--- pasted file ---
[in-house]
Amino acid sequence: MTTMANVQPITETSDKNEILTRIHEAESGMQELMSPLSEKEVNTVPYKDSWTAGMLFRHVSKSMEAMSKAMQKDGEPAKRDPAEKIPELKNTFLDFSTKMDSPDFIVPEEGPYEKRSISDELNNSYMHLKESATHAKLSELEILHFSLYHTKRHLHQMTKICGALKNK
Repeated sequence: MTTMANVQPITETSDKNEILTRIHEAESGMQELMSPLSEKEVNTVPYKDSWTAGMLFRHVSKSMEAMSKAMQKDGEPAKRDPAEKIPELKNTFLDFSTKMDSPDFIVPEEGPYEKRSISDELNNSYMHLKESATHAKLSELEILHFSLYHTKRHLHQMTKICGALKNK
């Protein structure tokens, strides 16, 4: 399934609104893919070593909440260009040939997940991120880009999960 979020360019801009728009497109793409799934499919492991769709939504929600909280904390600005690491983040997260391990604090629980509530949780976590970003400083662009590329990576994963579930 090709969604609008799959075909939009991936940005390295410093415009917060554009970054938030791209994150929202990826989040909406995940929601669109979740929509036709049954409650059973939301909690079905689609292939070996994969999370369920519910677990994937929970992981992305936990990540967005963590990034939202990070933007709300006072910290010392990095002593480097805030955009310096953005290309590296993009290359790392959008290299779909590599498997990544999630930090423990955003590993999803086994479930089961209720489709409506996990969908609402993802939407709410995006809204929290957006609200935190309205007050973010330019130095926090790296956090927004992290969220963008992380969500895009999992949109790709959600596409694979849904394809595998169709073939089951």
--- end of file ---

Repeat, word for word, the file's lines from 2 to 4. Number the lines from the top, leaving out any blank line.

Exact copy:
Amino acid sequence: MTTMANVQPITETSDKNEILTRIHEAESGMQELMSPLSEKEVNTVPYKDSWTAGMLFRHVSKSMEAMSKAMQKDGEPAKRDPAEKIPELKNTFLDFSTKMDSPDFIVPEEGPYEKRSISDELNNSYMHLKESATHAKLSELEILHFSLYHTKRHLHQMTKICGALKNK
Repeated sequence: MTTMANVQPITETSDKNEILTRIHEAESGMQELMSPLSEKEVNTVPYKDSWTAGMLFRHVSKSMEAMSKAMQKDGEPAKRDPAEKIPELKNTFLDFSTKMDSPDFIVPEEGPYEKRSISDELNNSYMHLKESATHAKLSELEILHFSLYHTKRHLHQMTKICGALKNK
């Protein structure tokens, strides 16, 4: 399934609104893919070593909440260009040939997940991120880009999960 979020360019801009728009497109793409799934499919492991769709939504929600909280904390600005690491983040997260391990604090629980509530949780976590970003400083662009590329990576994963579930 090709969604609008799959075909939009991936940005390295410093415009917060554009970054938030791209994150929202990826989040909406995940929601669109979740929509036709049954409650059973939301909690079905689609292939070996994969999370369920519910677990994937929970992981992305936990990540967005963590990034939202990070933007709300006072910290010392990095002593480097805030955009310096953005290309590296993009290359790392959008290299779909590599498997990544999630930090423990955003590993999803086994479930089961209720489709409506996990969908609402993802939407709410995006809204929290957006609200935190309205007050973010330019130095926090790296956090927004992290969220963008992380969500895009999992949109790709959600596409694979849904394809595998169709073939089951």